The long-overdue firing of Bill O’Reilly from Fox News is yet more proof that this country needs to have a very long and very painful conversation about how it responds to sexual assault and sexual harassment. As we now know, no fewer than six women came forward with claims that O’Reilly sexually harassed them. Even though the fair and balanced network tacitly admitted that there was a there there by paying millions of dollars in settlements to his victims, it kept O’Reilly on the payroll until earlier this week.
So why did it take so long? Well, one prominent right-wing talk show host may have offered an idea of what much of the Fox News base may have believed for a long time. He actually said–with a straight face–that O’Reilly’s firing was an attempt to bludgeon a good, upstanding Christian man into silence.
It seems hard to believe that anyone would actually publicly come to O’Reilly’s defense. But prominent black conservative pastor Jesse Lee Peterson felt the need to do so on the Thursday edition of his radio show. Listen to a clip here.
To Peterson’s mind, O’Reilly’s firing wasn’t about getting rid of a man with a long and sordid history of sexual harassment. It was “a modern-day lynching of a straight Christian conservative white male of power.” He believed that “the children of the lie”–i. e., the forces of the devil–were working overtime to cut the legs out from under conservatives wherever and whenever they could.
Peterson railed that “the enemies of good” were well aware that those who supposedly stand up for good don’t get a lot of support. He wasn’t pleased that when the allegations against O’Reilly came out, “the people on the side of good” threw him under the bus and told him to resign. As far as Peterson was concerned, they were “supporting the men and women of the lie.” He likened it to the Clarence Thomas confirmation, in which he claimed his opponents “drug Anita Hill out of the gates of hell” in hopes of derailing him.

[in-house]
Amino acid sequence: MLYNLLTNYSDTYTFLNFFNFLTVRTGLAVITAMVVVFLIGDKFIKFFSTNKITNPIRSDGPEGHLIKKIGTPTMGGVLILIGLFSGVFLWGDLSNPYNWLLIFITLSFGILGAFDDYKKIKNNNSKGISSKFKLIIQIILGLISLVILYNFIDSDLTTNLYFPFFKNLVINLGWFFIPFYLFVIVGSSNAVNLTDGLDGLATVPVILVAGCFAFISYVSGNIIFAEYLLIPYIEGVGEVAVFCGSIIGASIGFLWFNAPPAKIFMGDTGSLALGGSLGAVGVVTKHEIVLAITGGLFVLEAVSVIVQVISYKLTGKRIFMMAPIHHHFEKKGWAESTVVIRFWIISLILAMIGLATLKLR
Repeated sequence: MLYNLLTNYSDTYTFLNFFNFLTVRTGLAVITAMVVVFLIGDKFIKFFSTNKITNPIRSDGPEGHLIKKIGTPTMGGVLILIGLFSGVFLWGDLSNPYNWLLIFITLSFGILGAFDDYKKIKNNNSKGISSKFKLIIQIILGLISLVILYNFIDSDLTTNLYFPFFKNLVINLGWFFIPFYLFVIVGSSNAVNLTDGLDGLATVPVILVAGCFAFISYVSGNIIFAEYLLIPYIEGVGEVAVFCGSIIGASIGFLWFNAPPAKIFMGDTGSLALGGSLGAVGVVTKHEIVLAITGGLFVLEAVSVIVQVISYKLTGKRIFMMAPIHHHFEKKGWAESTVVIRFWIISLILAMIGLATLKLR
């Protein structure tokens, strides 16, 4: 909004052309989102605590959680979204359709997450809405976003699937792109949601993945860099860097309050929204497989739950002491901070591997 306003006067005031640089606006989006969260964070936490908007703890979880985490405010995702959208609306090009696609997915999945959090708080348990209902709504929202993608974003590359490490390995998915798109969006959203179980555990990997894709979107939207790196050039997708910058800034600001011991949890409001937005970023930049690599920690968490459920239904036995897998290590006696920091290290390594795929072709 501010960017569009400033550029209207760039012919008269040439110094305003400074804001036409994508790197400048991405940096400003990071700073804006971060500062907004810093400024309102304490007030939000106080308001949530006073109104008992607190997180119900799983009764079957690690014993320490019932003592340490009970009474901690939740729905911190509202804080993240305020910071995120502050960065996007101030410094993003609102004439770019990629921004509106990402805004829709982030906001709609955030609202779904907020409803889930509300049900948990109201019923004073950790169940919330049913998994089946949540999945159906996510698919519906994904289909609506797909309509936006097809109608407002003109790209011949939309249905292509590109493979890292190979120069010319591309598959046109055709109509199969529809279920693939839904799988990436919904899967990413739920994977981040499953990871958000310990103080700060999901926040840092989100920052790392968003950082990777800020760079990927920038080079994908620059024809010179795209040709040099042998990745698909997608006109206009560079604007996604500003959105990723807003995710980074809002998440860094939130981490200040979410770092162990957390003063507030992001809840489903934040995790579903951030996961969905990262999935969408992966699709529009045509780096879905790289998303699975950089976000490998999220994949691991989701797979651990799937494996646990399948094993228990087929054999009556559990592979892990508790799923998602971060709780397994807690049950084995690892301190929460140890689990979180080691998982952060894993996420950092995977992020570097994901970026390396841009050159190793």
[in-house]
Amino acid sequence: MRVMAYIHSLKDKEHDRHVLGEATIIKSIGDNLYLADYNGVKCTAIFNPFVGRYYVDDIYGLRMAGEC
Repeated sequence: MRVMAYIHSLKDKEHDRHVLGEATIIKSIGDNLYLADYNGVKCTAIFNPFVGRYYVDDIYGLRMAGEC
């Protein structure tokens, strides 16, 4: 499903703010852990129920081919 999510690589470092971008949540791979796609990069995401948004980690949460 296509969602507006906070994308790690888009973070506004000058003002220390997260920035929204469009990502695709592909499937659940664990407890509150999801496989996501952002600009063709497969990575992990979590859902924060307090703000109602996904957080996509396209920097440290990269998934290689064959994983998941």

Peterson called for his listeners to push back against those targeting O’Reilly’s advertisers and tell them, “If you drop Bill O’Reilly, then I’m dropping you.” He claimed that there were more “people on the side of good” than “people on the side of evil,” but they aren’t speaking up. He called for massive boycotts of any company that cut ties with O’Reilly. As far as he was concerned, those on the right who called for O’Reilly to go were trying to prove they were good to people who were evil.
This spiel went on for 10 minutes. Only once did he even acknowledge one of the victims–and only in passing. Unless I’m very wrong, Peterson’s entire rant could be summed up as a call to give unreserved support to O’Reilly just because he had a history of standing up for “good.” Unless I’m very wrong here, Peterson was effectively saying that O’Reilly’s accusers are agents of evil. That should send a chill down the spine of any fair-minded person.
The thought that anyone could even suggest that O’Reilly deserves to be supported, no matter what, is appalling. The fact that a pastor would say this and give short shrift to O’Reilly’s victims is incomprehensible. Indeed, it brings back echoes of the victim-blaming and victim-shaming that have long been standard operating procedure in much of the evangelical world. In those circles, whenever someone comes forward to claim that he or she has been assaulted, it is dismissed as an attack of the devil. So the very people who should be offering support and encouragement to a sexual assault victim are instead kicking them in the teeth, and a lot of other places. Disgraceful.
I’ve learned to expect very little from Peterson. This is a man who thinks blacks were better off before the civil rights movement and thinks that businesses ought to be able to discriminate with impunity. He also thinks that Donald Trump is one of the models for how a man ought to be. But for him to suggest that any attacks on O’Reilly are a demonic attack is simply outrageous. What if one of those victims was your daughter or your sister, Jesse Lee?
Peterson claims that he wants to help “rebuild men” through his organization, the Brotherhood Organization for a New Destiny. Well, if O’Reilly is his idea of how a rebuilt man looks, it may be time to take a wrecking ball to BOND. But in lieu of that, maybe we should let Peterson know what we think of his suggestion that O’Reilly is even an approximation of a role model–politely, of course. Give him an earful on Facebook and on Twitter.
(featured image courtesy BOND’s Facebook)